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MiniDisc (MD) is a disc-based data storage device for storing any kind of data, usually audio. The technology was announced by Sony in 1991 and introduced January 12 1992. MD Data, a version for storing computer data was announced by Sony in 1993, but it never gained significant ground, so today MDs are used primarily for audio storage.

Table of contents
1 Design
2 Upgrades
3 External links



The disc is permanently housed in a cartridge (6.8 cm × 7.2 cm × 5 mm) with a sliding door, not unlike 3.5-in. floppy diskettes. The audio discs can be premastered or recordable (blank). Premastered MDs contain audio data and work in a way very similar to CDs. Recordable MDs can be recorded on repeatedly; Sony claims up to one million times. Today, there are 60-, 74-, and 80-minute discs available. Rerecording is possible through a magneto-optical system. A laser heats one side of the disc to its Curie point, making the material in the disc succeptible to a magnetic field, whilst a magnetic head on the other side of the disc gives the heated area a north or south polarity, equivalent to the 0s and 1s in a digital recording.


The audio on a MiniDisc is compressed using the ATRAC format (Adaptive TRansform Acoustic Coding) while a CD contains 16 bit linear PCM audio. ATRAC is similar to other compression formats in that data are discarded according to an algorithm that exploits certain psychoacoustic principles. This is known as lossy compression. Due to limitations in human hearing and perception, some sounds cannot be heard under a variety of conditions, and these data can simply be thrown away without noticeable difference to the recording. Whilst the difference in sound quality could be easily spotted when MiniDisc appeared, today it is virtually impossible to tell, due to vast improvements in the ATRAC algorithm. The latest version of Sony's ATRAC is "ATRAC DSP Type S" (Sharp and Panasonic have their own (but fully interoperable) ATRAC codecs).


MiniDisc has an advantageous feature that prevents disc skipping. Older CD players had once been a source of annoyance to users as they were prone to mistracking due to vibration and shock. MiniDisc solved this problem by reading the data into a memory buffer at a higher speed than was required (the size of the buffer varies from model to model) before being read out to the digital-to-analog converter at the standard rate required by the format. If the MiniDisc player was bumped, playback could continue unimpeded while the laser repositioned itself to continue reading data from the disc. If the memory buffer is sufficiently full, this feature allows the player to stop the spindle motor for long periods, increasing battery life. The memory buffer concept was incorporated shortly afterwards into portable CD players.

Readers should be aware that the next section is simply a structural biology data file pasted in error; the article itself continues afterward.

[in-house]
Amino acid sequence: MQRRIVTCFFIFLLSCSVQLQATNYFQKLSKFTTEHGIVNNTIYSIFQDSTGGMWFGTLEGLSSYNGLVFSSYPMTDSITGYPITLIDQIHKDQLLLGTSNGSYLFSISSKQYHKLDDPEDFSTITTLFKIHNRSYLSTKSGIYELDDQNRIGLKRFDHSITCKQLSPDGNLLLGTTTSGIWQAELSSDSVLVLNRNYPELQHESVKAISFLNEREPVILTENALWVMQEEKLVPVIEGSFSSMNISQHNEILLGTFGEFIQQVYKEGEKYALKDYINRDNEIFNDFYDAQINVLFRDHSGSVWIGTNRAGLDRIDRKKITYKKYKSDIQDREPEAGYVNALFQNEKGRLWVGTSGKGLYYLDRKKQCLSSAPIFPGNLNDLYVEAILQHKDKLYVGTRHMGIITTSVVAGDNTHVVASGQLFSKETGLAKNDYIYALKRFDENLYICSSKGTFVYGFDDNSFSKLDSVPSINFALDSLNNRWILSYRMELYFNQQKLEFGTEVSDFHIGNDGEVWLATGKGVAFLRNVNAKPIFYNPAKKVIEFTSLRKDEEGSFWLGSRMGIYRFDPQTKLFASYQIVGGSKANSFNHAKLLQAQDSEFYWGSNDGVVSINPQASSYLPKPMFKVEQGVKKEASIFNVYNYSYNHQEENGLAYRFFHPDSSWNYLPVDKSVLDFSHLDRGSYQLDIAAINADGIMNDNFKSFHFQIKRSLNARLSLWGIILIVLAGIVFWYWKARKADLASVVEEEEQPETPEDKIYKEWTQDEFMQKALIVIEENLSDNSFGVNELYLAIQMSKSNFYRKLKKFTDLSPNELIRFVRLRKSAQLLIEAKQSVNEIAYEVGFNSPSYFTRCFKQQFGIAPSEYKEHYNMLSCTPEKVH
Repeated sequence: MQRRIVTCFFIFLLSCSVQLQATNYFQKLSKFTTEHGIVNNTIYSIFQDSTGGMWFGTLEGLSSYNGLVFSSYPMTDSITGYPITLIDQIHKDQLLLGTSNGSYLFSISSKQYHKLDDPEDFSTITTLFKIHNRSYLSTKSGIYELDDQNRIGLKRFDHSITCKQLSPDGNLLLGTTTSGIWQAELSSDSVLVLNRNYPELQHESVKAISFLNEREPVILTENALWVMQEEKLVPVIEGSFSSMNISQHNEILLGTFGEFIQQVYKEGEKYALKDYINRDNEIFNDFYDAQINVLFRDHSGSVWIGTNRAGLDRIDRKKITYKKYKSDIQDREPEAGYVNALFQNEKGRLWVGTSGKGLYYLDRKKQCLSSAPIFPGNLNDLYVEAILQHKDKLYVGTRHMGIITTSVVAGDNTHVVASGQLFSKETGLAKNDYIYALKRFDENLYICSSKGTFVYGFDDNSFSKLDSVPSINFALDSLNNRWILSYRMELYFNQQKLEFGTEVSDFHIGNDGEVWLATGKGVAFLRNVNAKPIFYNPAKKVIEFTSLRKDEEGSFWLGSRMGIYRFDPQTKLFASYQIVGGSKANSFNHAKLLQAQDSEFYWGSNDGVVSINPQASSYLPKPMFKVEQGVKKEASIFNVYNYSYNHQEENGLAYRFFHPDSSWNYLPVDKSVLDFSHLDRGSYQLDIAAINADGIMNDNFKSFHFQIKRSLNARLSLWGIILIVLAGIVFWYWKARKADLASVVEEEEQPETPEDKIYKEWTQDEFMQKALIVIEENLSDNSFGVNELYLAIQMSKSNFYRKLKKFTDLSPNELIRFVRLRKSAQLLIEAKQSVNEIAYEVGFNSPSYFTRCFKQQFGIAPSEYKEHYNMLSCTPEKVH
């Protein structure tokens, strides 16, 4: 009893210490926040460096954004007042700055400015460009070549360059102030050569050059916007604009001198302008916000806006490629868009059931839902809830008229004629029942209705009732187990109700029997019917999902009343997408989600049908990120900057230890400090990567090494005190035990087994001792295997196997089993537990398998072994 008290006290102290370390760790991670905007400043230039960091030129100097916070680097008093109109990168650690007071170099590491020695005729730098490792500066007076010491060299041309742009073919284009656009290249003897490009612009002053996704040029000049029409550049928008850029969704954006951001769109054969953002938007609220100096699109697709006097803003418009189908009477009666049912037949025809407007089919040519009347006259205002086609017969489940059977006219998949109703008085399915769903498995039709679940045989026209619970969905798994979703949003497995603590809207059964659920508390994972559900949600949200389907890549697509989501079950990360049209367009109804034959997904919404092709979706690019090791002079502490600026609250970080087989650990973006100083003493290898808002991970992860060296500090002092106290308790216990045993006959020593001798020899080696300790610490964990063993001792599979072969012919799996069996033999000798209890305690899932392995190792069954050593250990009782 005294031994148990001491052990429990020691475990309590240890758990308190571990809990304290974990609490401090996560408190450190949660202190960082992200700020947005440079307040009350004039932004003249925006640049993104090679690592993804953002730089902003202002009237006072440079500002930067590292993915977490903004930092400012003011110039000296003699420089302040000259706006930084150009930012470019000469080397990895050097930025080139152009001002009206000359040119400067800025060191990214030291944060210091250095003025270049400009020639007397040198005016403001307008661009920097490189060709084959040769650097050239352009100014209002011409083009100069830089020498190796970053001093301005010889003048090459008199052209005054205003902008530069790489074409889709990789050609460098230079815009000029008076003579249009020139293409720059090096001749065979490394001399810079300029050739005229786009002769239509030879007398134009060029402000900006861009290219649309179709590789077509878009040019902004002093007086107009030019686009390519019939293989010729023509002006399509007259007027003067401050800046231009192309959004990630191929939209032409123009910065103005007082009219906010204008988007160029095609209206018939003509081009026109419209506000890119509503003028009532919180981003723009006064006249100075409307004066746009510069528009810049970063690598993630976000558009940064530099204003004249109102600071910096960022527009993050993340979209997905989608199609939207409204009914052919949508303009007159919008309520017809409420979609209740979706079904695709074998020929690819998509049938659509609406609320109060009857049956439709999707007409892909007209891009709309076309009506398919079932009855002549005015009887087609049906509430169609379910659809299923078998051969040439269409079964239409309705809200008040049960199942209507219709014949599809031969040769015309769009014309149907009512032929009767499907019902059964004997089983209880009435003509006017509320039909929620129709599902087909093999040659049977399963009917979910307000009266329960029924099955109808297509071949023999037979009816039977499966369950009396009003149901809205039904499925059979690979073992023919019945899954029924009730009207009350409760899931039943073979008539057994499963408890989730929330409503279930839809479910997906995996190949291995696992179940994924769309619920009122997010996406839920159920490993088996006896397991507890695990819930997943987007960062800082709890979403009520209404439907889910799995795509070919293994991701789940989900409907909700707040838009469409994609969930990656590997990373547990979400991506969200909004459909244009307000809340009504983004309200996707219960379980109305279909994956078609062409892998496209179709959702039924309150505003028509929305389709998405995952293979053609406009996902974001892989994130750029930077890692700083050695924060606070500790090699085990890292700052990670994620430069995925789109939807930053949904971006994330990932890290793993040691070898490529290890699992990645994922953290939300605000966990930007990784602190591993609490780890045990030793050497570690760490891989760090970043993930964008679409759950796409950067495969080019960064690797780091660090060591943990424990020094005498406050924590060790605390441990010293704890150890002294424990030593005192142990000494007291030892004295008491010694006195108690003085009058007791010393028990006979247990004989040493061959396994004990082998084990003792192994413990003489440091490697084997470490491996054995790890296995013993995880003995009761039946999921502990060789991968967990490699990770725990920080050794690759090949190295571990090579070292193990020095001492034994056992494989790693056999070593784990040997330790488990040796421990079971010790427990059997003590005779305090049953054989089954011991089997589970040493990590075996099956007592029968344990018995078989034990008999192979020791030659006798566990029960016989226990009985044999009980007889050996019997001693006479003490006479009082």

The data structure and operation of a MiniDisc is similar to that of a computer's hard disk drive. The bulk of the disc contains data pertaining to the music itself, and a small section contains the User Table of Contents, providing the playback device with vital information about the number and location of tracks on the disc. Tracks and discs can be named. Tracks may easily be added, erased, combined and divided, and their preferred order of playback modified. Erased tracks are not actually erased at the time, but are marked so. When a disc becomes full, the recorder can simply slot track data into sections where erased tracks reside. This can lead to some fragmentation but unless many erasures and replacements are performed, the only likely problem is excessive searching, reducing battery life.


Recording modes

In recent years, MiniDiscs have gained new recording options. One is known as MDLP (MiniDisc Long Play), using a new codec called ATRAC3. In addition to the standard, CD-quality mode, now also called SP, MDLP adds LP2 mode, which allows twice more recording time (160 minutes or 2 hours and 40 minutes on an 80-minute disc) of good-quality stereo sound, and LP4, which allows four times more recording time (320 minutes or 5 hours and 20 minutes on an 80-minute disc) of medium-quality stereo sound.

The bitrate of the standard SP mode is 292 kb/s and it uses full stereo coding with separate left and right channels. For the vast majority of people the sound quality is identical with CDs. LP2 mode uses a bitrate of 132 kb/s and also uses full stereo coding. For most people the sound quality is almost the same as SP. The last mode, LP4 has a bitrate of 66 kb/s and uses joint stereo coding. The sound quality is noticeably worse than the first two modes, but is sufficient for speech or for music listened to on lower quality headphones, small speakers or in the car or other noisy environments. Source material in mono or with at least a narrow stereo image when recorded in LP4 also performs adequately.

Data transfer

Another option is a range of recorders that support NetMD, a standard that allows users to transfer music in a variety of file formats from their computer to their recorder, at high speed. Generally, up to 32× speed is common.


The latest upgrade is the Hi-MD, named along the same line as Sony's Hi-8 camcorder format. Hi-MD discs have the same form factor, but store up to one gigabyte of data about that of a mini-DVD. Current price is about seven U.S. dollars, significantly more than DVD-RW discs.

External links